The £299 payment will go directly into bank accounts of those eligible before 22 February without the need to claim. No further payments of this kind are scheduled and charities are urging the government to consider more support. However, questions have been raised over whether such payments were the best way to help struggling households.
This payment of £299 is the last of three instalments that totalled £900 that will have been paid within a year. Work and Pensions Secretary Mel Stride said: "The economy has turned a corner, and with inflation falling we are providing millions of the most vulnerable households with another significant cash boost." Those on low incomes and receiving benefits such as universal credit are eligible, but they should be wary of scams in which fraudsters use the opportunity to try to personal details. They often purport to be from government bodies. Some are designed to capture financial information. On legitimate payments, there will be a reference on a recipient's bank account of their national insurance number, followed by DWP COL, or the reference HMRC COLS for those who are eligible through tax credits.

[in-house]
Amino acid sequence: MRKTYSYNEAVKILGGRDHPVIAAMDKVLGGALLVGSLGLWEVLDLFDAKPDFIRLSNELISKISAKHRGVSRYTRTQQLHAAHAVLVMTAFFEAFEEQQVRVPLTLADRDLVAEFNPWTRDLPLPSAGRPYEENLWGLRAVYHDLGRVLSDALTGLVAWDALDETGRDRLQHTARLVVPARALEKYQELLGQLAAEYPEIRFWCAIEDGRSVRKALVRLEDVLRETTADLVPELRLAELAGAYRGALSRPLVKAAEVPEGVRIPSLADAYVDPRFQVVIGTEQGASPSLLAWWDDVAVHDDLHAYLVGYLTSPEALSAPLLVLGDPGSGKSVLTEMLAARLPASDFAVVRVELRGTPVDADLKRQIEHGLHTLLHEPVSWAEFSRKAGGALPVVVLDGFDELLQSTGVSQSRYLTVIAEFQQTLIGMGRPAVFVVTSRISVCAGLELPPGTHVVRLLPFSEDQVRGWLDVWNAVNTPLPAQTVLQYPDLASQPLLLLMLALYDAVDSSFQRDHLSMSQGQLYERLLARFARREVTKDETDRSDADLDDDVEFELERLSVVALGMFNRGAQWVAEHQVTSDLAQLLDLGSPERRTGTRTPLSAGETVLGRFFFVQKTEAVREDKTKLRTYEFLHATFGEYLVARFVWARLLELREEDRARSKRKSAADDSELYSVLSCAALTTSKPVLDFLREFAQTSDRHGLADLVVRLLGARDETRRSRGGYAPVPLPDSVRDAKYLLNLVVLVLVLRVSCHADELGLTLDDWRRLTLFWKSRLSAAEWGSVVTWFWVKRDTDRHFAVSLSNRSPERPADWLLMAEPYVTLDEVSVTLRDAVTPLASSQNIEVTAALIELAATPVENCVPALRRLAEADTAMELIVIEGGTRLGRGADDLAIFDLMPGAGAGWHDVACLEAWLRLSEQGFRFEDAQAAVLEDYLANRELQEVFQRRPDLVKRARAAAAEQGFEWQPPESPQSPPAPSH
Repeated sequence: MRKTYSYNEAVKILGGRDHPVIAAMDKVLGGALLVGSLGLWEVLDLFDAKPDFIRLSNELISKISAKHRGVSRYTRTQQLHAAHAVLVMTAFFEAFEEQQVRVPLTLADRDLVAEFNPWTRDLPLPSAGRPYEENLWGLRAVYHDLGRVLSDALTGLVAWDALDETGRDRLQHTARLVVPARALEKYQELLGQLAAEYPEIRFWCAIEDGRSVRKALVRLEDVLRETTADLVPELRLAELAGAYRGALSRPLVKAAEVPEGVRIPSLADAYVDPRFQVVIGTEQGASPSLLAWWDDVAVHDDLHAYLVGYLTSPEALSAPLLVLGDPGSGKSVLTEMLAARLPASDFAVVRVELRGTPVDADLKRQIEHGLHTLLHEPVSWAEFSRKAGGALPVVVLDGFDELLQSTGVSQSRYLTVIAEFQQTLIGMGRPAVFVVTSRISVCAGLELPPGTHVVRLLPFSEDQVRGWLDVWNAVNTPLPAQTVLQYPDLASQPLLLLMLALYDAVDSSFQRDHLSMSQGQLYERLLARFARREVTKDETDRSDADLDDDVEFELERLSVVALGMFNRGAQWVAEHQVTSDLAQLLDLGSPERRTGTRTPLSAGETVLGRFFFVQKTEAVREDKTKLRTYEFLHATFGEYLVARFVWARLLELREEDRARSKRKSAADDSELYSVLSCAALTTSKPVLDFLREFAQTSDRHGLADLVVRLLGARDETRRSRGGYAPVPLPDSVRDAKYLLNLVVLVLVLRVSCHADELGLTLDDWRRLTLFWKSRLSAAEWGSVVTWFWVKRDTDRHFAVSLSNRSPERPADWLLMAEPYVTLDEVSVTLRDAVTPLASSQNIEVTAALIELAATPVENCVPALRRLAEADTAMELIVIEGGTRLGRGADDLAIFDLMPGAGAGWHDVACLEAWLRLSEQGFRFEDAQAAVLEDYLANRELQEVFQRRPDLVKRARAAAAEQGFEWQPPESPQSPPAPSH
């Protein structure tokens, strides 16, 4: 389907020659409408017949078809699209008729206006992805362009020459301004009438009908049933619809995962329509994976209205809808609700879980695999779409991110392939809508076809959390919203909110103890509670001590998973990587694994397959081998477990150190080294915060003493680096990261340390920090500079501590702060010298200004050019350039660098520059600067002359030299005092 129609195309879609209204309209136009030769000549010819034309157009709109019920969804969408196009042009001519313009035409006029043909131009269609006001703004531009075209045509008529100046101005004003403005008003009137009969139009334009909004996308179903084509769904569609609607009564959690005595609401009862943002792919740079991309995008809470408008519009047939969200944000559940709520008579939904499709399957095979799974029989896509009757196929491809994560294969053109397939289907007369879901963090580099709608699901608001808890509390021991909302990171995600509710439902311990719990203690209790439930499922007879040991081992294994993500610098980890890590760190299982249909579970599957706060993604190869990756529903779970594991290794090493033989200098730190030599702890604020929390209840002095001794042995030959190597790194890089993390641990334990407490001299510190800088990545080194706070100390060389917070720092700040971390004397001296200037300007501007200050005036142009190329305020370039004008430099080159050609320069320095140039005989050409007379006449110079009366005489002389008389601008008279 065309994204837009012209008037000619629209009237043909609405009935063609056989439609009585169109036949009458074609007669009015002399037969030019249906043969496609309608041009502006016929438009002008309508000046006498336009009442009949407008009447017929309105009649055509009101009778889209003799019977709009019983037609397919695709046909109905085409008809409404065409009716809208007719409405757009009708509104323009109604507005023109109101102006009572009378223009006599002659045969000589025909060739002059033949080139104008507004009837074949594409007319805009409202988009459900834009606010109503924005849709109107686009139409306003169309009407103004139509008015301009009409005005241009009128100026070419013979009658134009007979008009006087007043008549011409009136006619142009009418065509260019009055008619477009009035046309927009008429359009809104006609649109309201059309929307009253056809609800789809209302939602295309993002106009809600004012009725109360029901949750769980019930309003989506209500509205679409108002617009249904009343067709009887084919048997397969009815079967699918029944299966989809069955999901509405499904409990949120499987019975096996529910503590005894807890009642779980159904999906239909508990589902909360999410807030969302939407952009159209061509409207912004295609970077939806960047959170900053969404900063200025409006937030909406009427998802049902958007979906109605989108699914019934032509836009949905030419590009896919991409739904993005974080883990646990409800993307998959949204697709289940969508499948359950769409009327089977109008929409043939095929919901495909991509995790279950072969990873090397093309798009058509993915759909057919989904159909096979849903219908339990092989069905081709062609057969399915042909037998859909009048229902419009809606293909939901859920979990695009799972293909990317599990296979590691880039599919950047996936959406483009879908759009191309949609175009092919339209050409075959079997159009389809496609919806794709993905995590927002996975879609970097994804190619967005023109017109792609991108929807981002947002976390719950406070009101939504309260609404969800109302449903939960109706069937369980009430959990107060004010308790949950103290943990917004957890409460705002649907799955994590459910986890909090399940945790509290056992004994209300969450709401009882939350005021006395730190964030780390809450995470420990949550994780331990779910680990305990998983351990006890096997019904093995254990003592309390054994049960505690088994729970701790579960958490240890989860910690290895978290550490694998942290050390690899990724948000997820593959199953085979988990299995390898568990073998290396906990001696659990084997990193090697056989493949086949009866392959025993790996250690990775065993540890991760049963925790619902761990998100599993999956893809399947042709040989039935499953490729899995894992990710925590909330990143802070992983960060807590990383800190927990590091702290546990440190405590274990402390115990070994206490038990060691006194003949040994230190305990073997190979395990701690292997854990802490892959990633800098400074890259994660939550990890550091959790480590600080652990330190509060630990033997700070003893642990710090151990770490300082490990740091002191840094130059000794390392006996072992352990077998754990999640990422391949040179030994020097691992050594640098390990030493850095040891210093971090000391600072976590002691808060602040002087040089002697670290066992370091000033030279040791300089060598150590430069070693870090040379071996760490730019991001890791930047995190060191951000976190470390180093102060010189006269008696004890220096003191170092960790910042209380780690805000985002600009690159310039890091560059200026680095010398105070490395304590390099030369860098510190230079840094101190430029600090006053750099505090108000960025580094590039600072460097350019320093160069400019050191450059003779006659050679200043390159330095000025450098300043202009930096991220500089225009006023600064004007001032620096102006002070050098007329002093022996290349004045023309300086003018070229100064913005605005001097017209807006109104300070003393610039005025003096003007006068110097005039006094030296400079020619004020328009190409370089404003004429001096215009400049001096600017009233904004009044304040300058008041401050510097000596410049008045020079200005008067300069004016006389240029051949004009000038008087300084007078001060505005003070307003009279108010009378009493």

After this final instalment, no further cost-of-living payments are currently scheduled, with some pressure on Chancellor Jeremy Hunt to announce more support in next month's Budget. "Our data shows that the cost-of-living payments do offer some respite to people, but this is short lived. Historically high energy bills, unaffordable housing and other spiralling costs are keeping people in crisis," said Morgan Wild, of Citizens Advice. "The government has responded with temporary support but we need more than quick fixes. Long-term commitments are needed to raise people's incomes and standard of living." Prime Minister Rishi Sunak told Radio 5 Live that the government had provided "considerable support for the most vulnerable in society... totalling about £100bn". He added: "Taken in the round, there's lots of support for the people who need it."